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As beauty is in the eye of the beholder, the story of the Reformation is very much in the mind of the historian recounting it. The Reformation is a complex topic, which makes the writing of an exhaustive survey a difficult task. However, the progress of research during the past few decades has determined scholars to embark upon it, either individually  or collectively.  The traditional understanding of the Reformation, placing it within the chronological framework provided by the publication of Luther's thesis in 1517 and the Peace of Cateau-Cambrésis, impacts the content and structure of these surveys.  Some follow in the footsteps of a Protestant tradition in historical writing and restrict the meaning of the term to the Protestant Reformation in either its evangelical or confessional phase.  Others take into account the wealth of literature on the subject and include a discussion of Catholic reform. 
In this sense, this volume starts from a different definition of the Reformation world, which "existed simultaneously in different temporal and spatial dimensions" (XII). In assessing the Reformation as a distinct process, this collection takes into account both expectations for the future, which created a divide between Protestant and Radical Reformations, and the meaning of the past that widened the schism between the Catholic Church and the new churches. Impacted by the editor's previous work , the present collection aims to integrate the story of Protestant and Catholic Europe in the early modern period, exploring those issues which are common across the confessional divide. Geographically, the volume is remarkable in its breadth through the inclusion of east-central Europe (absent from syntheses on the Reformation before the 1990s), Latin America and Asia. Chronologically, it moves freely between the fourteenth and the eighteenth centuries.
The collection, although bringing together a number of scholars from very different historical traditions (USA, Germany, France, Italy, Great Britain, Switzerland, Portugal, The Netherlands, Hungary) has a coherent structure, which reflects the new definition of the Reformation. Each chapter is meant to be an introductory survey of a particular issue, although some have a geographical and others a thematic focus, followed by a bibliography which includes both general literature available in English and the more specific literature of the topic. The chapters differ in their understanding of what constitutes an introduction to a subject. While some resort to a predominantly narrative exposition of events, others focus on analysis and provide a more thought-provoking view of events. Most essays are rooted in the authors' research interests, thus combining general knowledge and original interpretations. For instance, based on personal expertise and taking into account the so-called revisionist literature, Haigh's chapter on the Reformation in England challenges existing historiographical assumptions.  Consequently, some contributions reflect major debates and controversies in recent scholarship (Haigh, Gregory).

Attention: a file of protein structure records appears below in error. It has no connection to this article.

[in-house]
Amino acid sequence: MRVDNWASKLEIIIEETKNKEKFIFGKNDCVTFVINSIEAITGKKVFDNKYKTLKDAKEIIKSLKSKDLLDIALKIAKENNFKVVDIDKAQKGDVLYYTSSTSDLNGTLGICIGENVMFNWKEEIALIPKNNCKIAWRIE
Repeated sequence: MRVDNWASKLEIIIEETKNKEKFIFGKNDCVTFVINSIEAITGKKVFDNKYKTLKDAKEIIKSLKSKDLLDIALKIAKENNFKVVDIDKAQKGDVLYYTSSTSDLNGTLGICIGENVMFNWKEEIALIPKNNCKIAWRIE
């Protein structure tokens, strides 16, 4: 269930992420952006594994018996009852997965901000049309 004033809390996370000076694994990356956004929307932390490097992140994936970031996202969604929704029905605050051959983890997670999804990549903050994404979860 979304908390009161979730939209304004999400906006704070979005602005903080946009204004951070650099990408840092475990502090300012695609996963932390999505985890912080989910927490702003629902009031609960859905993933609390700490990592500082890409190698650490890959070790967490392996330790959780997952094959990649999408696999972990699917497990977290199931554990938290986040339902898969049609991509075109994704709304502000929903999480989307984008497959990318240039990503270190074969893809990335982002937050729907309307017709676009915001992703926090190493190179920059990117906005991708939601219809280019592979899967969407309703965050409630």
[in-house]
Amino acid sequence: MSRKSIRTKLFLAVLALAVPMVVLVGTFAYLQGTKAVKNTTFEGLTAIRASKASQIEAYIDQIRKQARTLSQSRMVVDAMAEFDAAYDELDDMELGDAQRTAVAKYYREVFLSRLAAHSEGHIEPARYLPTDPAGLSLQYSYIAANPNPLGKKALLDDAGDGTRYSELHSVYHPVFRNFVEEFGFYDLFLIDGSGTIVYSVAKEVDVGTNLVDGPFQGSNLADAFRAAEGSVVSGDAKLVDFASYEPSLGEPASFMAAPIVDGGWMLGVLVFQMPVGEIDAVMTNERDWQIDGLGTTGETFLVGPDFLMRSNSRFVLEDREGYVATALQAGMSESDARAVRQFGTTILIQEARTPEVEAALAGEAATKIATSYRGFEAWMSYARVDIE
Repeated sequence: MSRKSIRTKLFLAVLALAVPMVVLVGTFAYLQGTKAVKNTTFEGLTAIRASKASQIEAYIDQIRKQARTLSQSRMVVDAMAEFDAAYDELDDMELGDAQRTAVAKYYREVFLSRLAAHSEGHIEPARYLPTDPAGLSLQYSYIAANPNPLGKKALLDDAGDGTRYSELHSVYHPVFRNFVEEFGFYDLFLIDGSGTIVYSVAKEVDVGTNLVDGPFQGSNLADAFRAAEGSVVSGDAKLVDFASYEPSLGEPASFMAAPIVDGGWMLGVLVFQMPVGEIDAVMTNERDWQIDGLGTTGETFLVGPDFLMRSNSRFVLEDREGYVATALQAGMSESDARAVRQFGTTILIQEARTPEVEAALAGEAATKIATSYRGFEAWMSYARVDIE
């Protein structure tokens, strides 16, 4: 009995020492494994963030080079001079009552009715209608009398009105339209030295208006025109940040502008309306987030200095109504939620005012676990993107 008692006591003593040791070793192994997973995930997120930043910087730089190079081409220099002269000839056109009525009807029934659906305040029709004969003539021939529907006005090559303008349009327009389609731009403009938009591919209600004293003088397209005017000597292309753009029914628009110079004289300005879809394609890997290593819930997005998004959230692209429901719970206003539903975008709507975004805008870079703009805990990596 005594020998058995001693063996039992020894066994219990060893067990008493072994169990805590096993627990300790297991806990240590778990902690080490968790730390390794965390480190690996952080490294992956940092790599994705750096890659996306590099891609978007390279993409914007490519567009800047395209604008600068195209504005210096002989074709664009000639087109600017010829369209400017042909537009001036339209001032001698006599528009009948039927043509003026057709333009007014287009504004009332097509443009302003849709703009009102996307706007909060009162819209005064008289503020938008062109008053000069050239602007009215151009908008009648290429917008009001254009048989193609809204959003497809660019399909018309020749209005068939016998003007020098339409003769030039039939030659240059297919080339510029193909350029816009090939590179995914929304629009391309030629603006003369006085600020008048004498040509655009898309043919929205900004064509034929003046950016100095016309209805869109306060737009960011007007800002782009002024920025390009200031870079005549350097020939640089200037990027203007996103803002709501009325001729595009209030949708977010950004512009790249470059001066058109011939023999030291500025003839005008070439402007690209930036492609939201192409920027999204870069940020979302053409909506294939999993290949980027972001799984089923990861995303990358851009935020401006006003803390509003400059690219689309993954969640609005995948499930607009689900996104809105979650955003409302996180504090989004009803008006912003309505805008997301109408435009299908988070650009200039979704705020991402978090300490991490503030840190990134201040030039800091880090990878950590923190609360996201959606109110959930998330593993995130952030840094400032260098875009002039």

Starting from an assessment of dominant phenomena in late medieval religion, which have generally been held to account for the emergence and success of the Reformation, the collection challenges the assumption that a pre-existent body of dissent may have encouraged the Reformation to take root (Cameron) and the causal link established between a period of crisis and the birth of new ideas (Taylor). Beginning with a chapter about Martin Luther (Kolb), part II is dedicated to the Reformation in the Holy Roman Empire. Although its other three chapters (Scott, Goertz, von Greyerz) deal with some important issues, such as the peasants' war, the radical Reformation and the progress of the new ideas in Switzerland, one is left with the feeling that thematic coverage remains incomplete. Starting from a good introduction, highlighting Geneva's role in creating a new Reformation (Kingdon), the subsequent six essays in part III, focused on the European Reformation (Spaans, Haigh, Diefendorf, Firpo, Palmitessa, Tóth), provide a rather thorough geographical coverage while outlining the general conditions for the Reformation's progress. Part IV deals jointly with Catholic Europe and confessional struggles, which suggests from the start a late chronology for the process of Catholic reform. Two essays are focused on the redefinition of religious orders (O'Malley and Leonard), which have traditionally been credited with the success of post-Tridentine strategies, a third one deals with the role of the Inquisition in promoting Catholic Reform (Monter), while a fourth illustrates its implementation in Spain and Portugal, viewed as confessional Tridentine Catholic states (Paiva). Johannes Burkhardt's essay on the Thirty Years' War provides an analytical perspective on a subject of great narrative potential, while Dan Beaver's contribution, although not wishing to identify the causes of the English civil war, seeks to narrowly explore the impact of war on parish communities and to explain some aspects of violence committed in the course of war. Part V, dedicated to Christian Europe and the world, explores missions, church formation and the meeting of religions in Latin America, India, China and Japan (Terraciano, Županov, Hsia, Cooper), all major concerns of recent scholarship. Although the focus is, at first glance, geographical, these chapters deal with complex social and cultural issues, adapting anthropological, cultural and art historical methods to historical research. Part VI is concerned with structures of the Reformation world and brings together chapters about the provision of pastoral care for the laity by a trained and educated clergy (Gordon), the appearance and legal organisation of peaceful confessional co-existence between Catholics and Protestants (Christin), the problems which magic and witchcraft presented to the Christian Churches and the increasing demonization of witchcraft in this period (Sharpe), martyrdom in the Reformation era, analysed as a cross-confessional whole (Gregory), attitudes towards Jews in a divided Christendom (Bodian) and the everyday workings of peaceful religious co-existence (Kaplan).